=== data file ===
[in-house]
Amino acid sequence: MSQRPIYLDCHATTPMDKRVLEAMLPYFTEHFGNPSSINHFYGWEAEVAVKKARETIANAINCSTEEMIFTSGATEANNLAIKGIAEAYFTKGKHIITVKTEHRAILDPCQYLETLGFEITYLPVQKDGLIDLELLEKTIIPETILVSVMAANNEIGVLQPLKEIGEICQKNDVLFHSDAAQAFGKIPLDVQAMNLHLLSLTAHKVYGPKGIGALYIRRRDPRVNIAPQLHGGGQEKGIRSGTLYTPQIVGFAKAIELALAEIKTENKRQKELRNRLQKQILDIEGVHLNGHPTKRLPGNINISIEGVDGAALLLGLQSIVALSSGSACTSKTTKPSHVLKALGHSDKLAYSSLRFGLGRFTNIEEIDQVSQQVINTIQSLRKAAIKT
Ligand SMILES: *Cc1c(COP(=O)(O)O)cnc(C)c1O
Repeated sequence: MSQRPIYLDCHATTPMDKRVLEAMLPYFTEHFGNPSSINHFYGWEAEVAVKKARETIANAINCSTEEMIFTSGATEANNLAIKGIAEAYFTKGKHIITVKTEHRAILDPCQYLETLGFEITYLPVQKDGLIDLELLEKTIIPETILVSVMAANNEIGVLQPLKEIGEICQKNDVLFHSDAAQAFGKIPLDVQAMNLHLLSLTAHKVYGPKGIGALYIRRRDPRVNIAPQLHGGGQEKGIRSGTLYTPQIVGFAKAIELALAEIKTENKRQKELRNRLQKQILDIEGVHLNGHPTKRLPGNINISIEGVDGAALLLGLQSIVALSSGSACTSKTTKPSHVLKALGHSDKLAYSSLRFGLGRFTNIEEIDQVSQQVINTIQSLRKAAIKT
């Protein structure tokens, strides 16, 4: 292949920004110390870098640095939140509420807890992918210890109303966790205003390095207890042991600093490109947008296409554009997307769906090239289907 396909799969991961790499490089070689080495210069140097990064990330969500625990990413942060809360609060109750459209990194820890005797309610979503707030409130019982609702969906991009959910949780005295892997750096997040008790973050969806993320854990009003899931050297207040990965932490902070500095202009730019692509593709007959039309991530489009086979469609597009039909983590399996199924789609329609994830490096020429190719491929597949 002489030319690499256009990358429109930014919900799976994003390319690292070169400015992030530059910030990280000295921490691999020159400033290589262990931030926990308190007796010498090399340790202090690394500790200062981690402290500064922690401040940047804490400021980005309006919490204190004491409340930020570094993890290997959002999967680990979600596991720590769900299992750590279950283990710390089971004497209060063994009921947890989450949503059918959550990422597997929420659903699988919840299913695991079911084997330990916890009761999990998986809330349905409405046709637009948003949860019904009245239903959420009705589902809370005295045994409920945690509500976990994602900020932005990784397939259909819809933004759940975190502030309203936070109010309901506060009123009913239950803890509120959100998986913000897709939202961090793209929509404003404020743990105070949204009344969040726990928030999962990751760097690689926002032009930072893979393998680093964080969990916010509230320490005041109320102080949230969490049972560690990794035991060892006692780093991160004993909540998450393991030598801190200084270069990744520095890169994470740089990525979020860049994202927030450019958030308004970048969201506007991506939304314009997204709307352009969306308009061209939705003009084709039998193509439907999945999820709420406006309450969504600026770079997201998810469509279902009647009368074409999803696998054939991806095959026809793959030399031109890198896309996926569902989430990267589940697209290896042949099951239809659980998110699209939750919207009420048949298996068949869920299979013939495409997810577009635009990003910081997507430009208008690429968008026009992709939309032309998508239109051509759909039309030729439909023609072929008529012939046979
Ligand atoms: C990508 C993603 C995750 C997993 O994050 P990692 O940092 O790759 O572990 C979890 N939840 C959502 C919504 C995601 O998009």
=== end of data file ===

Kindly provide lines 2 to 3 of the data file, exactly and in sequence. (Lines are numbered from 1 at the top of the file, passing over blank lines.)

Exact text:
Amino acid sequence: MSQRPIYLDCHATTPMDKRVLEAMLPYFTEHFGNPSSINHFYGWEAEVAVKKARETIANAINCSTEEMIFTSGATEANNLAIKGIAEAYFTKGKHIITVKTEHRAILDPCQYLETLGFEITYLPVQKDGLIDLELLEKTIIPETILVSVMAANNEIGVLQPLKEIGEICQKNDVLFHSDAAQAFGKIPLDVQAMNLHLLSLTAHKVYGPKGIGALYIRRRDPRVNIAPQLHGGGQEKGIRSGTLYTPQIVGFAKAIELALAEIKTENKRQKELRNRLQKQILDIEGVHLNGHPTKRLPGNINISIEGVDGAALLLGLQSIVALSSGSACTSKTTKPSHVLKALGHSDKLAYSSLRFGLGRFTNIEEIDQVSQQVINTIQSLRKAAIKT
Ligand SMILES: *Cc1c(COP(=O)(O)O)cnc(C)c1O